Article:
But the true absurdity starts in Aguas Calientes. The site of Machu Picchu opens at six in the morning. I got up around 4:40 to catch the first absurdly overpriced bus up. On leaving my hotel, my eyes refused to believe the hundreds and hundreds and hundreds of tourists in front of me, all hoping to get to the same spot at the same time. Standing in this ridiculously long queue at 5 am in the morning, shivering from cold, and then standing in another similar queue at the site entrance to get through the ticket control, I could hardly believe the sheer absurdity of it all.

Reason nr 2

Well as you’ve already guessed, the second reason why it’s absurd to visit Machu Picchu is because the site itself is some kind of an absurd marvel of nature. The mysterious Inca city floats in the space between the sky, the mountains and the abysses surrounding it from every side. What is it? How could it be built? Why? As the rays of the rising sun light up the fortress, you forget it all and cannot help feeling awed and amazed.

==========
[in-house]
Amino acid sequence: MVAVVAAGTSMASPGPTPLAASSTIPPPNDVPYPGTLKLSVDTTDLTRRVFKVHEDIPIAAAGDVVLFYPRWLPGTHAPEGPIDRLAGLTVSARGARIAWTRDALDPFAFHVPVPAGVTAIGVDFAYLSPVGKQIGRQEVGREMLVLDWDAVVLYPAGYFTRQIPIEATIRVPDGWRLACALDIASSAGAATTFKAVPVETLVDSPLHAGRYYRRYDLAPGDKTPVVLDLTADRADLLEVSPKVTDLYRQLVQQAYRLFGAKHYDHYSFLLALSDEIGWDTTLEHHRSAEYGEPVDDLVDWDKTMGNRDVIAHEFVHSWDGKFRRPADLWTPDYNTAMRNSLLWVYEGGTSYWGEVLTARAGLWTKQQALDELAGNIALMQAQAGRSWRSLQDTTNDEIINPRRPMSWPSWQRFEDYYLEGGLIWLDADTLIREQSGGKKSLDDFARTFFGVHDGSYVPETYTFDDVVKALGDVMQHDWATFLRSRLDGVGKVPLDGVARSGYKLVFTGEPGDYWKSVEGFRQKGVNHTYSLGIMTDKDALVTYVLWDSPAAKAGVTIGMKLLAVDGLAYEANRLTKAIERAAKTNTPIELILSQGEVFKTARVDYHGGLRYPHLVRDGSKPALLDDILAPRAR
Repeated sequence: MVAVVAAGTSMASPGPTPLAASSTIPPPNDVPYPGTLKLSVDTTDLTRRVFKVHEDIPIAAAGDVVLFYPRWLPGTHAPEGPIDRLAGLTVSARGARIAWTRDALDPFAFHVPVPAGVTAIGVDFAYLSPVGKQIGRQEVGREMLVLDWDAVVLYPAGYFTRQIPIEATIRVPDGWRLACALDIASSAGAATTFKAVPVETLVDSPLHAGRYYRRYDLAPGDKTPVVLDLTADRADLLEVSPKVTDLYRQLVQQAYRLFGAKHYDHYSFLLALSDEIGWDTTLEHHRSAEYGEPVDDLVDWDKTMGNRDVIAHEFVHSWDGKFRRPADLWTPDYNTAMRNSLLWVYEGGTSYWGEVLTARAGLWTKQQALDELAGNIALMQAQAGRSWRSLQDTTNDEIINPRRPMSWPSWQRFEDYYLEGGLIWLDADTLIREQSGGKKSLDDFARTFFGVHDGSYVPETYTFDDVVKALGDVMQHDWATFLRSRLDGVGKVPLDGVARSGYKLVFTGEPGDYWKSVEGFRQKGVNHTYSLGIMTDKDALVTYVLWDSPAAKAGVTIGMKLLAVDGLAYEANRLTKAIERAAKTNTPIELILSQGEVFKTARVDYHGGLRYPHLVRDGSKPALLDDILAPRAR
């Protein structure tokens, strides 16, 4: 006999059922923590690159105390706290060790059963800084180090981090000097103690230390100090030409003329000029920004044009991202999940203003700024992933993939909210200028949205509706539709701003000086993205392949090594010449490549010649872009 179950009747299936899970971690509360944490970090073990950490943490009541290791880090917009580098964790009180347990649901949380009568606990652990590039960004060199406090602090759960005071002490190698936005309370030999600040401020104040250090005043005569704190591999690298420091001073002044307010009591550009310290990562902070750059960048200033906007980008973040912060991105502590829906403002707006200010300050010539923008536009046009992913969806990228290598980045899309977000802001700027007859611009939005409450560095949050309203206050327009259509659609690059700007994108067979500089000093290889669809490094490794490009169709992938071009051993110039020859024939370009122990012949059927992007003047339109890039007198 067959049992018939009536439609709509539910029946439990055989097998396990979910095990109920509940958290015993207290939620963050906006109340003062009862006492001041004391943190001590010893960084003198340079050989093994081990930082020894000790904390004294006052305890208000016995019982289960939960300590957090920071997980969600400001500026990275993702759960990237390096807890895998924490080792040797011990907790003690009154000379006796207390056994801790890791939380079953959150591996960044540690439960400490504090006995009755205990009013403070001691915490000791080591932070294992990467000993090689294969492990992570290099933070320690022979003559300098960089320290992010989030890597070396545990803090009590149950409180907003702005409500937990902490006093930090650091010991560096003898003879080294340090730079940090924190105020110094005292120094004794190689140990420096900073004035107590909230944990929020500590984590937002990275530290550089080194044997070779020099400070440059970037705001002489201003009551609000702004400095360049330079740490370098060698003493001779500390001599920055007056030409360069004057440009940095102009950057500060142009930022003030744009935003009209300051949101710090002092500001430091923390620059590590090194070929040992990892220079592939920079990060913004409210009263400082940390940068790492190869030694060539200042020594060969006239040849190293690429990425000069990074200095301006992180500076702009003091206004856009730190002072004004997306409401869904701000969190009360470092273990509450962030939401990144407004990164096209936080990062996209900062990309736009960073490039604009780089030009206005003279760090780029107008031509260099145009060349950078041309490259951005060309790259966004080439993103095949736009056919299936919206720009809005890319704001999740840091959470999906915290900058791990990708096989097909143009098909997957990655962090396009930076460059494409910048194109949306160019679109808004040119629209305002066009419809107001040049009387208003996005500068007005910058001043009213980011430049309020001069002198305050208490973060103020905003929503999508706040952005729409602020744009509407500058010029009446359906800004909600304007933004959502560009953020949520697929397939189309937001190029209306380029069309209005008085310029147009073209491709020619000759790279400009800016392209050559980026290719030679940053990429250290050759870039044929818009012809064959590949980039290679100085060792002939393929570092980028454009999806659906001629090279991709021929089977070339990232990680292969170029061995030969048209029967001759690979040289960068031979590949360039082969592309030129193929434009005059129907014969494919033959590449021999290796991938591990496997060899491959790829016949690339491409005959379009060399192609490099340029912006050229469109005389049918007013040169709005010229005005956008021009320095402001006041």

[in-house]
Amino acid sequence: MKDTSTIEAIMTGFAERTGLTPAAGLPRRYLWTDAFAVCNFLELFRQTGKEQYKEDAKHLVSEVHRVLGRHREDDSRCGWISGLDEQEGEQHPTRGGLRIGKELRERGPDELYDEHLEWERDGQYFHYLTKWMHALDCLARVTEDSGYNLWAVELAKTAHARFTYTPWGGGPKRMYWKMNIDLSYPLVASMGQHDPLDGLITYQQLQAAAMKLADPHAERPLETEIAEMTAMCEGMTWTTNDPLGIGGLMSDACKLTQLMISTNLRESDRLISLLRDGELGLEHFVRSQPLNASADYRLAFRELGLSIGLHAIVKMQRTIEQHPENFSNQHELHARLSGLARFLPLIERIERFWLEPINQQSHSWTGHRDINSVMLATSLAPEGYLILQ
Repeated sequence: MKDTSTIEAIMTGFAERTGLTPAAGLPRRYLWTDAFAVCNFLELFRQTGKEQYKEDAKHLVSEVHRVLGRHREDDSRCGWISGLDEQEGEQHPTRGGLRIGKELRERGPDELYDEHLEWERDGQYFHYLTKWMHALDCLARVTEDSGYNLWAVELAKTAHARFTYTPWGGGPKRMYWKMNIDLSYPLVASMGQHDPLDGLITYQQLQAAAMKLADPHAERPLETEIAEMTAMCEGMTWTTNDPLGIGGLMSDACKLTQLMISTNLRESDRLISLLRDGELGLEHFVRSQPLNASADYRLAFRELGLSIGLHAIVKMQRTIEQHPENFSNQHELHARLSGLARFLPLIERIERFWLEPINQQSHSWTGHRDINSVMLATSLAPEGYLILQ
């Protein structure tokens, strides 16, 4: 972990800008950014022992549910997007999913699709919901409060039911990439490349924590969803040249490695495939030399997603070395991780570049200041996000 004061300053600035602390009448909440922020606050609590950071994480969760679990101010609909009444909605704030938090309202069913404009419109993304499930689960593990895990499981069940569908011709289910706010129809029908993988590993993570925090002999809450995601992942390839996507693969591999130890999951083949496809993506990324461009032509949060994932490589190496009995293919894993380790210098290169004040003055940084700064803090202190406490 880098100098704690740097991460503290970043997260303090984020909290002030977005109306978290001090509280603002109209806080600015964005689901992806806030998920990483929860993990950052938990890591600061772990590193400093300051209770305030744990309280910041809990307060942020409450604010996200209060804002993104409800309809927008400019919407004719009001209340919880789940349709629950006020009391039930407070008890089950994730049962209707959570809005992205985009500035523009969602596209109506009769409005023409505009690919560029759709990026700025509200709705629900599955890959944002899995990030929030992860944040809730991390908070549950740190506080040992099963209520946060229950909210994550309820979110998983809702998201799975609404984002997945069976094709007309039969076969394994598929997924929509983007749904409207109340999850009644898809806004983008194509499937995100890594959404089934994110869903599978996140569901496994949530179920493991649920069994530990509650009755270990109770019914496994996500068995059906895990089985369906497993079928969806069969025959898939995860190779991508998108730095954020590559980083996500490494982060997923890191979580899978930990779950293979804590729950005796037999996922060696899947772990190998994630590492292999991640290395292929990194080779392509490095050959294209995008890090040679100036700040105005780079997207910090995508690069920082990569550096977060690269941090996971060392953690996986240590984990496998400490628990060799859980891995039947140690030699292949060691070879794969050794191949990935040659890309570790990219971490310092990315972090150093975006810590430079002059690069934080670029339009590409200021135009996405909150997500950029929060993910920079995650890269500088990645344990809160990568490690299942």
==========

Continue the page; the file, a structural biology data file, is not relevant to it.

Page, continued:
Once inside Machu Picchu, I immediately went up the narrow path to Intipunku, the Gate of the Sun, which is about an hour from the site itself. The Inca Trail trekkers enter the site from that point, and it offers a great view of the morning sun rising over it.

The serpentine path is the road that the buses take to get to the site. The path on the left is the Sun Gate – Machu Picchu path.

From the same vantage point:

After that I went down to the Funerary Rock, from where you can take the standard postcard view of Machu Picchu:

Or like this rather:

To the right from there the omnipresent agricultural terraces descend sharply down: